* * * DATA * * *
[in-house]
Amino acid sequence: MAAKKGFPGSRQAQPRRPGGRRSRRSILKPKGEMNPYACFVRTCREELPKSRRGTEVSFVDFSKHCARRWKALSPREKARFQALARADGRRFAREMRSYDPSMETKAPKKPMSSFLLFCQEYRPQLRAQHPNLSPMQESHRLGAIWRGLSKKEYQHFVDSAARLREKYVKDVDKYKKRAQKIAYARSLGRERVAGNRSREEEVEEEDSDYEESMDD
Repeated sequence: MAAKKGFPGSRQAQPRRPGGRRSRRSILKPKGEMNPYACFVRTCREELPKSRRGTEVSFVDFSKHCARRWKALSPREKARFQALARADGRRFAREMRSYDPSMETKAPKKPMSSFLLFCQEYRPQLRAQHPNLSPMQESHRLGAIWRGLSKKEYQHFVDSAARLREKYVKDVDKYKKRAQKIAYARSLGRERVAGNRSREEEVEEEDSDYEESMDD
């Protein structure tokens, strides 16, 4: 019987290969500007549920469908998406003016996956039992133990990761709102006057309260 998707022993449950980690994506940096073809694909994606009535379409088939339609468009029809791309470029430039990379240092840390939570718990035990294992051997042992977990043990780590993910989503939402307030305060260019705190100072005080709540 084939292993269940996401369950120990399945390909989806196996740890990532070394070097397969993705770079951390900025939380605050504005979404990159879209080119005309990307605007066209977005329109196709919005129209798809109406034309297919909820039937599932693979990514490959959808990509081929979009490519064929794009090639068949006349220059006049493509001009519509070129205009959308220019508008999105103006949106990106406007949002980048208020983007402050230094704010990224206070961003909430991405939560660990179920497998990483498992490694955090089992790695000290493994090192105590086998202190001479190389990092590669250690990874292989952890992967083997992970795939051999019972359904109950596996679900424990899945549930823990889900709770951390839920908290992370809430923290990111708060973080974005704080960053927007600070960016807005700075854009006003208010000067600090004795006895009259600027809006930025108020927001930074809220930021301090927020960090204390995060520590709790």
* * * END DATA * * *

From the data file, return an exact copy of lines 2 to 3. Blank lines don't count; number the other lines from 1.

Amino acid sequence: MAAKKGFPGSRQAQPRRPGGRRSRRSILKPKGEMNPYACFVRTCREELPKSRRGTEVSFVDFSKHCARRWKALSPREKARFQALARADGRRFAREMRSYDPSMETKAPKKPMSSFLLFCQEYRPQLRAQHPNLSPMQESHRLGAIWRGLSKKEYQHFVDSAARLREKYVKDVDKYKKRAQKIAYARSLGRERVAGNRSREEEVEEEDSDYEESMDD
Repeated sequence: MAAKKGFPGSRQAQPRRPGGRRSRRSILKPKGEMNPYACFVRTCREELPKSRRGTEVSFVDFSKHCARRWKALSPREKARFQALARADGRRFAREMRSYDPSMETKAPKKPMSSFLLFCQEYRPQLRAQHPNLSPMQESHRLGAIWRGLSKKEYQHFVDSAARLREKYVKDVDKYKKRAQKIAYARSLGRERVAGNRSREEEVEEEDSDYEESMDD